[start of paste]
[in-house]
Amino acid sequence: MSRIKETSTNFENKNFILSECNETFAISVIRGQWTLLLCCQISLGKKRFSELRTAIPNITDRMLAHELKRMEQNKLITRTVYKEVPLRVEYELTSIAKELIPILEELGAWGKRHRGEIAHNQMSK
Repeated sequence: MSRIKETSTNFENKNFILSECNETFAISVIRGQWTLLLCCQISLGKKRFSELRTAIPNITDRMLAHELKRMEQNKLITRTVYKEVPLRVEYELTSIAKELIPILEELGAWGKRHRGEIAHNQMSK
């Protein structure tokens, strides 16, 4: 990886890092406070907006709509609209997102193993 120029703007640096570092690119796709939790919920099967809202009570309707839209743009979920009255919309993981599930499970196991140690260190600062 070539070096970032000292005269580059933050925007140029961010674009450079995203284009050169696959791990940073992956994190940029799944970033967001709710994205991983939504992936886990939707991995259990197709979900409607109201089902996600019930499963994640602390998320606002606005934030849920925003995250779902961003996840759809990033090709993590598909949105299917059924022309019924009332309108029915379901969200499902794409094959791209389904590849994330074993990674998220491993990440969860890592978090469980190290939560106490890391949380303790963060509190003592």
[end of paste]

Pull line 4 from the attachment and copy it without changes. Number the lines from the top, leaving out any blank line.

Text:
């Protein structure tokens, strides 16, 4: 990886890092406070907006709509609209997102193993 120029703007640096570092690119796709939790919920099967809202009570309707839209743009979920009255919309993981599930499970196991140690260190600062 070539070096970032000292005269580059933050925007140029961010674009450079995203284009050169696959791990940073992956994190940029799944970033967001709710994205991983939504992936886990939707991995259990197709979900409607109201089902996600019930499963994640602390998320606002606005934030849920925003995250779902961003996840759809990033090709993590598909949105299917059924022309019924009332309108029915379901969200499902794409094959791209389904590849994330074993990674998220491993990440969860890592978090469980190290939560106490890391949380303790963060509190003592």